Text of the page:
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Transitions: Helping your child navigate to a new school or on to college

Photo by Wave Break Media.

Consider a visit to a foreign country where you don’t know anyone, you don’t speak the same language and you aren’t familiar with the local customs. This is how one student described the transition from high school to college. It is certainly an exciting time for young adults, but it can also be daunting and challenging to navigate, because there is so much change.

Though the path after high school looks different for every individual, research agrees that a strong social support network is critical to a young adult’s success. It’s never too early to start creating opportunities for your child to branch out of his or her comfort zone to develop skills and make new connections.

Here are a few suggestions that can be readily implemented with kids of all ages to help promote strong relationships and positive habits.

1. Help your child create friendships outside of the school setting. It is convenient for a student to make friends at school, but it makes the transition from high school more difficult when his or her entire social network disperses after graduation. Consider letting your child participate in summer camps, sports, church groups or hobby-related clubs. These activities make great opportunities for children and young adults to bond over shared interests.

2. Model for your child how to ask for and receive help. When students leave high school without the skill of self-advocacy, they are more likely to be isolated and to struggle when challenges arise. Encouraging your child to ask for help from adults teaches them a critical skill that will serve them well for the rest of their lives. Prompt them to reach out to teachers about questions for assignments and allow them the space to navigate these conversations independently.

3. Encourage volunteering and work in the community. Not only do these opportunities help expose children to career options, new ideas and different people, they also help kids learn to positively engage with other peers and adults. Involvement in these activities can act as a constant as they transition to their next setting. Help your teen identify an organization that they’d like to volunteer with. There are ample opportunities to volunteer at food pantries, soup kitchens and shelters. Consider part-time jobs for your child as well, such as mowing the neighbor’s lawn or walking their dog.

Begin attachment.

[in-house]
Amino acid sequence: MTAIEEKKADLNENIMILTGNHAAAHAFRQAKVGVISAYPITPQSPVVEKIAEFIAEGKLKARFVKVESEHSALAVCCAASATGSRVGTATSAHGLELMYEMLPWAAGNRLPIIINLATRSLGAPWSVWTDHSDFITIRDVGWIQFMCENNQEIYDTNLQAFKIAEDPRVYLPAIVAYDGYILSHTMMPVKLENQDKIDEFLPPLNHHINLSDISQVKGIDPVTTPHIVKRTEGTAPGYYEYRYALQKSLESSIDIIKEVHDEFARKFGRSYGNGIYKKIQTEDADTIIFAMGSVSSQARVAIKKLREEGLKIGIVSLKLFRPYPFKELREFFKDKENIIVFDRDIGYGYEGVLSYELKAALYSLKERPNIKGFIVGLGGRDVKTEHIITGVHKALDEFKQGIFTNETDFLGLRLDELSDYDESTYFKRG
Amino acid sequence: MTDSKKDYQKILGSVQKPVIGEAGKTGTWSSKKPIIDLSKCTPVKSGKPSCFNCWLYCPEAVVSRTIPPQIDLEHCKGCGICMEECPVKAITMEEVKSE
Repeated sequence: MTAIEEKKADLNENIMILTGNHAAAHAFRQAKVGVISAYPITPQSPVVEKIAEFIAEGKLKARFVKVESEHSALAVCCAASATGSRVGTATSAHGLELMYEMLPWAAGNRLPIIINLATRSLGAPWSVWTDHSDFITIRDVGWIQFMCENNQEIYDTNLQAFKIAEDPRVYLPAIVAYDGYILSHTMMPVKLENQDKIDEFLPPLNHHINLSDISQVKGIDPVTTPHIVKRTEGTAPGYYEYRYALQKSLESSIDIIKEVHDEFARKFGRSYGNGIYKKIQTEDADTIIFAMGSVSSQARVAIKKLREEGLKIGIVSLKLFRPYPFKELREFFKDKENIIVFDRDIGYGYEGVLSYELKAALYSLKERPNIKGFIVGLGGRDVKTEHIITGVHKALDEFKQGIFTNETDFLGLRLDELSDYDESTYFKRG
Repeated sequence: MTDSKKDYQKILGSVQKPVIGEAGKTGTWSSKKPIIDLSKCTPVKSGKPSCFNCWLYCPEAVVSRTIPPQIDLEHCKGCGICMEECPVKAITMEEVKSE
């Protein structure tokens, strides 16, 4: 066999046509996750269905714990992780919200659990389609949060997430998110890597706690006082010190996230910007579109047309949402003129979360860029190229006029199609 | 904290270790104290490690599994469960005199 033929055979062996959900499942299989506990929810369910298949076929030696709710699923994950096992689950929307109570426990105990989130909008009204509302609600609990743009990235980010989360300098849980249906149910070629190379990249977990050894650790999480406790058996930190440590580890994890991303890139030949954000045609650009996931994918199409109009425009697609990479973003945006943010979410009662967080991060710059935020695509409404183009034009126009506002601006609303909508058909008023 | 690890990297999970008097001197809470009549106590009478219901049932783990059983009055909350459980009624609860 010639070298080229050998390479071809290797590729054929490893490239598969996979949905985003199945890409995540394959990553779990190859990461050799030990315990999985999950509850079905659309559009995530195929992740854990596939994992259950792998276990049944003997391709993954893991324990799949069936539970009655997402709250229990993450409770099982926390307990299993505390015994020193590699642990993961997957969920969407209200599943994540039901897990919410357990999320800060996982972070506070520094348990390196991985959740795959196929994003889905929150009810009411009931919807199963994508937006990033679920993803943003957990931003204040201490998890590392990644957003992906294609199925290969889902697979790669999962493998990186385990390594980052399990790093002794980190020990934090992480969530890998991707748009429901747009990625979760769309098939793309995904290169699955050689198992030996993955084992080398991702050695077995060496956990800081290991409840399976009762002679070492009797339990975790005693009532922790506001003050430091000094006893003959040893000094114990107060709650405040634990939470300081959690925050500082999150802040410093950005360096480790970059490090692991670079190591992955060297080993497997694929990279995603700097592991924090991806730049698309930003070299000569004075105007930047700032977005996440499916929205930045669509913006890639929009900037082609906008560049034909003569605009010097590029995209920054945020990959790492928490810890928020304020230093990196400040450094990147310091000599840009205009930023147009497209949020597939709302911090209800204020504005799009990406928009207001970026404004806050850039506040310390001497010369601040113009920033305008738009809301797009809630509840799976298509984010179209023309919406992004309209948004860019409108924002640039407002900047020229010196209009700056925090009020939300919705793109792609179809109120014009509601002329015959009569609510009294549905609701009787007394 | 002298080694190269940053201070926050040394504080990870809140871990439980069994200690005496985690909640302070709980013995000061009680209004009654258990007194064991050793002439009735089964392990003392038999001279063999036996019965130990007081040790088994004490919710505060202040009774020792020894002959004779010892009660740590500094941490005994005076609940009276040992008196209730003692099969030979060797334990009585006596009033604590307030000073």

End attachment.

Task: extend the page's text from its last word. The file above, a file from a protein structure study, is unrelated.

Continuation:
4. Acknowledge when your child has a strong role model in his or her life and encourage your son or daughter to identify them as a mentor. It’s important for your child to have trusted adults in their lives besides you that they can reach out to for support and advice. Mentors can be significant throughout the transition process as they can write letters of recommendation, help solve problems and provide suggestions for schools and careers.

5. Plan ways to get connected and involved at the post-secondary level. Attend orientation activities, research clubs related to interest areas and find out if there are internship opportunities available for future career interests. Encourage him or her to participate in community events such as art walks, farmer’s markets and volunteer projects. Also, look into job shadowing and internship opportunities.

Hattie Linam, a former Arizonan, is national director of Community Education and Transition at the Rockville, Maryland-based College Living Experience, a provider of post-secondary supports for young adults with learning differences.

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